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Should Juries Recommend Capital Punishment? SCOTUS Will Decide

The US Supreme Court ushered in a new term yesterday morning with a bevy of polarizing social issues: the death penalty, affirmative action, and contraception.

The Court's docket this year is already furnished with two cases of particular significance regarding capital punishment. The Court will answer this question: is a jury the correct body for recommending capital punishment?

Here's something you don't see -- well, ever? A cadre of ex-government prosecutors, including 20 former Justice Department officials, has filed an amicus brief with the Supreme Court accusing current federal prosecutors of violating the Constitution by withholding evidence regarding a key witness. The claims made in the brief aren't in themselves uncommon, but it's unprecedented to see them made by former federal prosecutors against their current-prosecutor colleagues in the Justice Department.

The brief, signed by former officials from the Clinton, Bush, and Obama administrations, was submitted to support the cert petition of George Georgiou, a Canadian businessman convicted of securities fraud in 2010, after prosecutors failed to disclose evidence regarding the credibility of a government witness.

It's not easy to make a career in crime these days. The banks are cracking down on scoff-law traders, Google Earth is tracking your illegal logging, and even old-fashioned, violent criminals are routinely given decade-long sabbaticals due to sentencing enhancements.

Under the Armed Career Criminal Act, certain violent offenders are subject to mandatory minimum sentences of 15 years if they have been thrice convicted of crimes involving "a serious potential risk of physical injury to another."

Your local No Tell Motel can truly live up to its name, thanks to a recent ruling by the Supreme Court. Last week, the High Court gave a wink and nod to secret lovers and hotel clerks throughout the land, ruling that laws allowing police to inspect hotel registries without a warrant are unconstitutional.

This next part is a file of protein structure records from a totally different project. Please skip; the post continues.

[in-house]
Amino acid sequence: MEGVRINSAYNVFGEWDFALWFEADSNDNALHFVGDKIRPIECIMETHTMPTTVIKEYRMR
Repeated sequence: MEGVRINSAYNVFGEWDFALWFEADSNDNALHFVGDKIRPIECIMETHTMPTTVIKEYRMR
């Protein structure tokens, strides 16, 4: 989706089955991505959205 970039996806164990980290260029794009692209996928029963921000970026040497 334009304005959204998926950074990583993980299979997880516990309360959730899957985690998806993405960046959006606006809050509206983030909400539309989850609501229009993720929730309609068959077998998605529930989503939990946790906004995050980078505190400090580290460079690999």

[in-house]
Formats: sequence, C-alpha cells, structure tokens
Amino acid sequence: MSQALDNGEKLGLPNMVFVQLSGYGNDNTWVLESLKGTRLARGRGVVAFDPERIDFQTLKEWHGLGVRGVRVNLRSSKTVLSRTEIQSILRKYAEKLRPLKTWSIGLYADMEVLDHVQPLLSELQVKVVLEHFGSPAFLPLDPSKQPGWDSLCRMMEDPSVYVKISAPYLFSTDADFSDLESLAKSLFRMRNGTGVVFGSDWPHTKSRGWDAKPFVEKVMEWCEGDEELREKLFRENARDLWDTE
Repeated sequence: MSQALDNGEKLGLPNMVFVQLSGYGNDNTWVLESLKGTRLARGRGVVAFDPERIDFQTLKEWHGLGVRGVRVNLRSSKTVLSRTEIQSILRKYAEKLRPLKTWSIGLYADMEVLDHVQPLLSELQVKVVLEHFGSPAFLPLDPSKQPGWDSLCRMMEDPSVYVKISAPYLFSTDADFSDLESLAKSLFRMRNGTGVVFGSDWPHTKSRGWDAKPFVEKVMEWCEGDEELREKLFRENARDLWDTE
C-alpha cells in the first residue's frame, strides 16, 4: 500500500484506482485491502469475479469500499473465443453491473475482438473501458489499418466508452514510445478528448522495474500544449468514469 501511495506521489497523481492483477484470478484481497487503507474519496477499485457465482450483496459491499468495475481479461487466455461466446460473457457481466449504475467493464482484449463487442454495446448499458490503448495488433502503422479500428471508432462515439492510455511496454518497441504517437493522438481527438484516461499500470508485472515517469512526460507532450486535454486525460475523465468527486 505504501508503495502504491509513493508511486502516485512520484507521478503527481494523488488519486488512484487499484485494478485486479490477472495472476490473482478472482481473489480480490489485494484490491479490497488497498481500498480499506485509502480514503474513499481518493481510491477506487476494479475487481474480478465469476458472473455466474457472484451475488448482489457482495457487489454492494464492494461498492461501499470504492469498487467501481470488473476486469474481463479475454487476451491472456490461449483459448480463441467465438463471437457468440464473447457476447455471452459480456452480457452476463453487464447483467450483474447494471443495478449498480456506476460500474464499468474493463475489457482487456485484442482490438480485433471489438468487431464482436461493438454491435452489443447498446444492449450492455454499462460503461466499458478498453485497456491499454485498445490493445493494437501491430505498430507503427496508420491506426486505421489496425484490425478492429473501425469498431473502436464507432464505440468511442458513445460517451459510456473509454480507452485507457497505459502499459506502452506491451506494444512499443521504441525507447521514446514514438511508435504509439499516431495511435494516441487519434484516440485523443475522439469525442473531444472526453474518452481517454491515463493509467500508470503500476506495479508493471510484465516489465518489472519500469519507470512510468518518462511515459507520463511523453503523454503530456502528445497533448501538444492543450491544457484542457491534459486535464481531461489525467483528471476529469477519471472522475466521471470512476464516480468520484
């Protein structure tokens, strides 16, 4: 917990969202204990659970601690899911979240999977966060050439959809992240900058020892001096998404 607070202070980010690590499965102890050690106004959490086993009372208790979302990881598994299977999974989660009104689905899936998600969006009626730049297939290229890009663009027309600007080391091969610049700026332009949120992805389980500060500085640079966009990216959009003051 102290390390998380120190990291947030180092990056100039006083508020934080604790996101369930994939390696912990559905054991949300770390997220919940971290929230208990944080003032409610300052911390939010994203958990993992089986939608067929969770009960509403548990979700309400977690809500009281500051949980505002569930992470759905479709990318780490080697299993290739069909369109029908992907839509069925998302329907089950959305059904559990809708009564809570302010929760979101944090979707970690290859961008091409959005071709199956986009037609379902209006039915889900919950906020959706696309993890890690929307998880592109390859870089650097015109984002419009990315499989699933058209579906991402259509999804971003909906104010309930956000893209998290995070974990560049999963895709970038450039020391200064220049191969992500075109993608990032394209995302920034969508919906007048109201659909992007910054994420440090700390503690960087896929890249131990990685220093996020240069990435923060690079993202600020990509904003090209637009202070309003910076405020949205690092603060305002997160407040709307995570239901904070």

Of course, those registries weren't just tracking your evening visits to the love shack, they were often used to investigate all sorts of criminal behavior, from murder to meth making. The laws required hotels to record guest information and turn it over to the police on demand. Such laws are a facially unconstitutional violation of the Fourth Amendment, the Court ruled.

The Supreme Court released three opinions today, one day before the end of the term. Following last week's headline-grabbing opinions on marriage and healthcare, the Court continued making news, issuing rulings on the Clean Air Act, electoral redistricting and, chief among the opinions, the lethal injection.

In the lethal injection case, Glossip v. Gross, the Court upheld the constitutionality of Oklahoma's lethal injection program. Death row prisoners had challenged the state's lethal injection cocktail, saying it failed to numb the pain of the lethal injection drugs, leading to a horrific death that would feel like being burnt alive. In their dissent, Justices Breyer and Ginsburg came out against the death penalty itself, arguing that capital punishment as a whole is unconstitutional.

SCOTUS Reverses 'Facebook Threats' Conviction

Anthony Douglas Elonis made statements on Facebook threatening his ex-wife, a local school, the local sheriffs, and the FBI agents who came to question him about all these threats.

Maybe that's how it happened. Or maybe Elonis was merely practicing his "rap lyrics" and exercising his constitutional rights in the process. Whatever he was doing, the Supreme Court vacated Elonis' conviction for making criminal threats -- but didn't do much beyond that.

Glossip v. Gross Oral Arguments: How Painful Is 'Painful'?

They're just gluttons for punishment, aren't they? After two and a half hours of arguments yesterday on the topic of same-sex marriage, the justices today opted for some lighter fare: the death penalty.

Richard Glossip, along with two other Oklahoma inmates, contends that the three-drug cocktail that state uses for lethal injections violates the Eighth Amendment.

Drug Dog Search Prolonged Traffic Stop, Says SCOTUS

Using a drug-sniffing dog in a completed traffic stop, in the absence of any reasonable suspicion to do so, is unconstitutional, the Supreme Court ruled yesterday in a 6-3 opinion.

Officer Morgan Struble pulled Dennys Rodriguez over for veering onto the shoulder, then jerking back onto the road. Rodriguez had a valid driver's license and no criminal history. After writing Rodriguez a warning ticket, Struble asked for permission to walk his dog around Rodriguez's car. It wasn't actually a question, as Struble did so even after Rodriguez said no. After two passes around the car, the dog alerted to drugs, and indeed, a search of the car revealed methamphetamine.

Rajat Gupta's Cert. Petition on Insider Trading Conviction Denied

Buried among the dozens of denials of petitions for writs of certiorari was this one: docket number 14-534, Rajat K. Gupta v. United States. It appears to be the end of the road for Gupta, a former Goldman Sachs director convicted for insider trading in hedge funds.

Former U. Va. Student Is Petitioning Supreme Court

Former University of Virginia lacrosse player George Huguely V is taking his case to the U.S. Supreme Court. He was sentenced to 23 years in prison in 2012 for beating his ex-girlfriend, also a lacrosse player, to death.

As is fitting for his station in life (he grew up in a 1.5-acre estate and attended elite private schools), Huguely is represented by none other than former solicitor general Paul Clement from the firm of Bancroft, PLLC in Washington, D.C.